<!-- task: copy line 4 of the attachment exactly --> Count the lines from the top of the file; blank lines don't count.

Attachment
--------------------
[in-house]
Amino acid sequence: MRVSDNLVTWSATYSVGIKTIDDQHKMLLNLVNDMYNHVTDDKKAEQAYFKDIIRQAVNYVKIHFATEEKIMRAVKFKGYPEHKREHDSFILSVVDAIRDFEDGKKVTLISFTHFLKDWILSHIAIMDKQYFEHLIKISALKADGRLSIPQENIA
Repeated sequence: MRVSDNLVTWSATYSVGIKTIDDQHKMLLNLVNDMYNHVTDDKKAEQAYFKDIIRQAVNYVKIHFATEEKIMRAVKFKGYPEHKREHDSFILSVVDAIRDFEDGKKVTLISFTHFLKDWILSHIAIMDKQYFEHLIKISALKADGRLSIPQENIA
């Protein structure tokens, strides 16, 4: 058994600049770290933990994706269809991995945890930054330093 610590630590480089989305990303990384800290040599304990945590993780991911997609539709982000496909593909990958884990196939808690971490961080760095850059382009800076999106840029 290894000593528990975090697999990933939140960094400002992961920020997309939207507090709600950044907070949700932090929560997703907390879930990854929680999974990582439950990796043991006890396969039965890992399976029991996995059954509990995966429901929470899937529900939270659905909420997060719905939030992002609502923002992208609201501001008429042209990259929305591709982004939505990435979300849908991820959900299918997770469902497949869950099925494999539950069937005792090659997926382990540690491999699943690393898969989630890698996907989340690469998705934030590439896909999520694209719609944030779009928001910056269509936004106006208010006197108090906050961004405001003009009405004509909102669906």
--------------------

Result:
């Protein structure tokens, strides 16, 4: 058994600049770290933990994706269809991995945890930054330093 610590630590480089989305990303990384800290040599304990945590993780991911997609539709982000496909593909990958884990196939808690971490961080760095850059382009800076999106840029 290894000593528990975090697999990933939140960094400002992961920020997309939207507090709600950044907070949700932090929560997703907390879930990854929680999974990582439950990796043991006890396969039965890992399976029991996995059954509990995966429901929470899937529900939270659905909420997060719905939030992002609502923002992208609201501001008429042209990259929305591709982004939505990435979300849908991820959900299918997770469902497949869950099925494999539950069937005792090659997926382990540690491999699943690393898969989630890698996907989340690469998705934030590439896909999520694209719609944030779009928001910056269509936004106006208010006197108090906050961004405001003009009405004509909102669906």